Google updates the Google Buzz API and follows up on its real-time search efforts by giving Google Realtime Search its own address.
has delivered on its promise to provide real-time search by giving Google
Realtime Search its own address.
search giant initially
delivered real-time search features to users in December 2009.
then, "Our goal was to provide real-time content from a comprehensive set
of sources, integrated right into your usual search results," Dylan Casey,
product manager for Google Realtime Search, posted Aug. 26 on
the Official Google Blog. "Today we're making our most significant
enhancements to date, giving real-time information its own home and more
powerful tools to help you find what you need. Now you can access Google
Realtime Search at its own address, www.google.com/realtime (the page is
rolling out now and should be available soon. Use this
link if you want to try out the new features right away)."
continued, "In addition, we've added a conversations view, making it easy
to follow a discussion on the real-time Web. Often a single tweet sparks a
larger conversation of re-tweets and other replies, but to put it together you
have to click through a bunch of links and figure it out yourself. With the new
'full conversation' feature, you can browse the entire conversation in a single
glance. We organize the tweets from oldest to newest and indent so you quickly
see how the conversation developed."
Casey said, Google has provided other new "tools to help you refine and
understand your results," including geographic tools so users can "find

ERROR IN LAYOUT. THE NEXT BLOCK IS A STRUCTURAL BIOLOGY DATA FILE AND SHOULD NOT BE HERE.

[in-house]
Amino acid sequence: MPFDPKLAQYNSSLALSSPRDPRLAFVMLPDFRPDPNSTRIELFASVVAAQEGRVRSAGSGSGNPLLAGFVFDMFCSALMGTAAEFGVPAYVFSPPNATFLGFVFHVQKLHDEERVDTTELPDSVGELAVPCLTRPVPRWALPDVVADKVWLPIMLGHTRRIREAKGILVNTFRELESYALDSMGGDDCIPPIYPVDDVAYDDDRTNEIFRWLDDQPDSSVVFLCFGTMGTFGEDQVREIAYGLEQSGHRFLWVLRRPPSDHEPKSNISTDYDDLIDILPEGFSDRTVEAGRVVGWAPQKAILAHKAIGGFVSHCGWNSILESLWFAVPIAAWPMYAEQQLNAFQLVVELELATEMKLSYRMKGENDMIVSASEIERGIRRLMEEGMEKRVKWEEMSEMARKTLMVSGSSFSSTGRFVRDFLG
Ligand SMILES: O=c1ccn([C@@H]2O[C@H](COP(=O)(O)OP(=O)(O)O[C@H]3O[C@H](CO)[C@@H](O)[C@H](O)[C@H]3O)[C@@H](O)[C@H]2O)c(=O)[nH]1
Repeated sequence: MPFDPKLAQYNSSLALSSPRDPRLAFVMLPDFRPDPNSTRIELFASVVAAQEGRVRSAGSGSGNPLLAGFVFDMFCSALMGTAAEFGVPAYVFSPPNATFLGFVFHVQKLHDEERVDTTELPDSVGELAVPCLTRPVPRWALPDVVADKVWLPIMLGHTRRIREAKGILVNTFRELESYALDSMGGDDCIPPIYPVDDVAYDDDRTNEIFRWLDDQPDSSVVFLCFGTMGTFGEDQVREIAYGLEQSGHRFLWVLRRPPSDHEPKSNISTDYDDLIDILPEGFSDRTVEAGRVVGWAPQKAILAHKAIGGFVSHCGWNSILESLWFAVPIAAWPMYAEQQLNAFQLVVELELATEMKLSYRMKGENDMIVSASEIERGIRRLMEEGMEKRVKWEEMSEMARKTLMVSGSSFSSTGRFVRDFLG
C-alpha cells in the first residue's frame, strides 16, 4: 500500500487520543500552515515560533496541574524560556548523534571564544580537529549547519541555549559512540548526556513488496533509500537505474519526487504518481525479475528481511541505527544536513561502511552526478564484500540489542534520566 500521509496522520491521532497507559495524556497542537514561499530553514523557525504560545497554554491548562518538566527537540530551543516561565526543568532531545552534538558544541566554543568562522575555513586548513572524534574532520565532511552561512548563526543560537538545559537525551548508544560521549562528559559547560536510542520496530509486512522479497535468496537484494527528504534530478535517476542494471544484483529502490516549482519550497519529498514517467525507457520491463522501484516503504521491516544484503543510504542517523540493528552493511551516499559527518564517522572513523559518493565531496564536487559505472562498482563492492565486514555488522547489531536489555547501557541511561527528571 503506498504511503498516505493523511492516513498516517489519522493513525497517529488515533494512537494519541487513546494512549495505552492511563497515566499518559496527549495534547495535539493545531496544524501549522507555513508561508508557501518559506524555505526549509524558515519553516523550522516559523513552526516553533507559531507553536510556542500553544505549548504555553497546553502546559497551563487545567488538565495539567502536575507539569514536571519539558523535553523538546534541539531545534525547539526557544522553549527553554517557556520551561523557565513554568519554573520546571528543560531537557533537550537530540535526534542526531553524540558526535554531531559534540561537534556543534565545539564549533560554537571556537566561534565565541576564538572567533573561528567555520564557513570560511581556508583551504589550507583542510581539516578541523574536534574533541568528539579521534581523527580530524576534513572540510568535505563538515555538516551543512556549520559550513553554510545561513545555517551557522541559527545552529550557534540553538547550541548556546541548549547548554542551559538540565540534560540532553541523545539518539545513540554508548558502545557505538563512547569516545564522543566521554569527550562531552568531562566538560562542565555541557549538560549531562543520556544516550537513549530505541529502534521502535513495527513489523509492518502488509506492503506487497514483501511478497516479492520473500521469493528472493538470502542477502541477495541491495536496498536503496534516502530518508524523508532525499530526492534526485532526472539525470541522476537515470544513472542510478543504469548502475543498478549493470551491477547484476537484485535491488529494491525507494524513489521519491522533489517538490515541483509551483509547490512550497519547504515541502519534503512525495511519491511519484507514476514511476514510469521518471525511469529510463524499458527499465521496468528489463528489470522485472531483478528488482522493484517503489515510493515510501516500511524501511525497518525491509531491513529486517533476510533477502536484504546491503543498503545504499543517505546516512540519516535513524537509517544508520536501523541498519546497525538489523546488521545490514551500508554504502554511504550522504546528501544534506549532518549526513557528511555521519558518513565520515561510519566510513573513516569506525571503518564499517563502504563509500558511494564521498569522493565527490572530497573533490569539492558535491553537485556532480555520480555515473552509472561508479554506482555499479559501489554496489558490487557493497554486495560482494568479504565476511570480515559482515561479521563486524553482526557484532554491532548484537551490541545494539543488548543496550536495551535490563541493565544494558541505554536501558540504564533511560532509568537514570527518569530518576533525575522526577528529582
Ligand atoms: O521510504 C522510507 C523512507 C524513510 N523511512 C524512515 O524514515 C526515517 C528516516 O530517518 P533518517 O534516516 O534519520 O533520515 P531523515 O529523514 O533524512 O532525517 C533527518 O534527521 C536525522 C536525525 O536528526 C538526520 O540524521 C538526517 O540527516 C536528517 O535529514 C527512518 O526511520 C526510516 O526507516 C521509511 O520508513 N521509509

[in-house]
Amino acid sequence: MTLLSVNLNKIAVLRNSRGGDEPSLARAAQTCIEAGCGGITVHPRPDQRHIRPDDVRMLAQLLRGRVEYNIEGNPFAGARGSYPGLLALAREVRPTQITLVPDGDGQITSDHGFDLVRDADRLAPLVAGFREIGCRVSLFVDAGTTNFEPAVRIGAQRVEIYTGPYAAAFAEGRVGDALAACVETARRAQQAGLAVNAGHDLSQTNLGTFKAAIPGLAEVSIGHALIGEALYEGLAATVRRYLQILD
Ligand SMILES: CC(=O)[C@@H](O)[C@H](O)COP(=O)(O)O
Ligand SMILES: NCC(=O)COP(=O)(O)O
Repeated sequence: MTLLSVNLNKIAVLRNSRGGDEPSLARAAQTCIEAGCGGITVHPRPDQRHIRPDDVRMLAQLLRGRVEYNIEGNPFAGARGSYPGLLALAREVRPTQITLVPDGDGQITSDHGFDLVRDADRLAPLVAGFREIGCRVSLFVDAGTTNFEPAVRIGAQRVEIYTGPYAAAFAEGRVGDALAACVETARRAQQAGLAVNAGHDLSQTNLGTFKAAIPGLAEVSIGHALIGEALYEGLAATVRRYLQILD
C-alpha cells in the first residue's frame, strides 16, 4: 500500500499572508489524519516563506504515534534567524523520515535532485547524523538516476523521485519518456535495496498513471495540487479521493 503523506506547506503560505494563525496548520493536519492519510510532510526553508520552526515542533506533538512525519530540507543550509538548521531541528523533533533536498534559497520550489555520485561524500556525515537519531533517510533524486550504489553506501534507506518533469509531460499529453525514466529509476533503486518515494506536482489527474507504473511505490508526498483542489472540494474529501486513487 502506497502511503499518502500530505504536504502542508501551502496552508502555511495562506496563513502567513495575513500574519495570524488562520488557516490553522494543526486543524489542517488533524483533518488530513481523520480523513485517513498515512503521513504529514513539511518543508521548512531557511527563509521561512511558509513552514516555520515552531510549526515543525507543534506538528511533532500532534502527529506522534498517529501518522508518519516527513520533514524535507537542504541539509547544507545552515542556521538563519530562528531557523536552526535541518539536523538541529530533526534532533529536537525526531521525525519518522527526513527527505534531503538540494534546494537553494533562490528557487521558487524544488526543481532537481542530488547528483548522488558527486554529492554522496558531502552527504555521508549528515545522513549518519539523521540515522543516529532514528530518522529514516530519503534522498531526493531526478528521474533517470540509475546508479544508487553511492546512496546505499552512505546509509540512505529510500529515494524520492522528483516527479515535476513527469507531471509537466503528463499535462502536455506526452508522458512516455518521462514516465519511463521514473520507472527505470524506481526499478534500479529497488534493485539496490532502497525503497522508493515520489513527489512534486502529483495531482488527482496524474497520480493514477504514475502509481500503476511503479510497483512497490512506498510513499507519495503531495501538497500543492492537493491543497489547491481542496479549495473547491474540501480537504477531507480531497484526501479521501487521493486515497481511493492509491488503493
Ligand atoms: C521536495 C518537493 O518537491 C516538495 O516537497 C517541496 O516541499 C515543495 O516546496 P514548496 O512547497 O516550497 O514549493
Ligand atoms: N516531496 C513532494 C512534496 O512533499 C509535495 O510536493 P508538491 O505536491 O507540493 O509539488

updates and news near you, or in a region you specify."
he said, Google has "added updates content to Google Alerts, making it
easy to stay informed about a topic of your choosing. Now you can create an
alert specifically for 'updates' to get an e-mail the moment your topic appears
on Twitter or other short-form services. Or, if you want to manage your e-mail
volume, you can set alerts to e-mail you once per day or week."
continued, "Realtime Search and updates in Google Alerts are available
globally in 40 languages, and the geographic refinements and conversations
views are available in English, Japanese, Russian and Spanish."
of Alerts, Google has made some changes to Google Buzz API,
including the addition of a new Track feature.
an Aug. 26 post on the
Google Code Blog, Ivaylo Popov of the Google Buzz team said:
say you're really interested in coffee and tea and would like to know every
time someone talks about them. You've been able to do that for the web with Google Alerts. Now you will be able to
do the same thing for Google Buzz with our latest feature: Track. Plus, you can
restrict your search to a specific
geographic area! This API will allow you
to enter a search query and from then on receive any new public Google Buzz
posts-in real time-that match that query. It uses PubSubHubbub, which is the
same open standard used by our fire
describes Google Buzz as "a social networking and messaging tool from
Google that is integrated into the company's Gmail Web-based e-mail program,
Gmail. Users can share links, photos, videos, status messages and comments
organized in 'conversations' and visible in the user's inbox."
to Popov, "To start receiving updates, you only need to send a query to
the track endpoint, subscribe to the returned link, and then start receiving updates.
If you'd like to take it for a quick spin, simply subscribe to a track endpoint
via Google Reader (which happens to support PubSubHubbub)."
Darryl K. Taft covers the development tools and developer-related issues beat from his office in Baltimore. He has more than 10 years of experience in the business and is always looking for the next scoop. Taft is a member of the Association for Computing Machinery (ACM) and was named 'one of the most active middleware reporters in the world' by The Middleware Co. He also has his own card in the 'Who's Who in Enterprise Java' deck.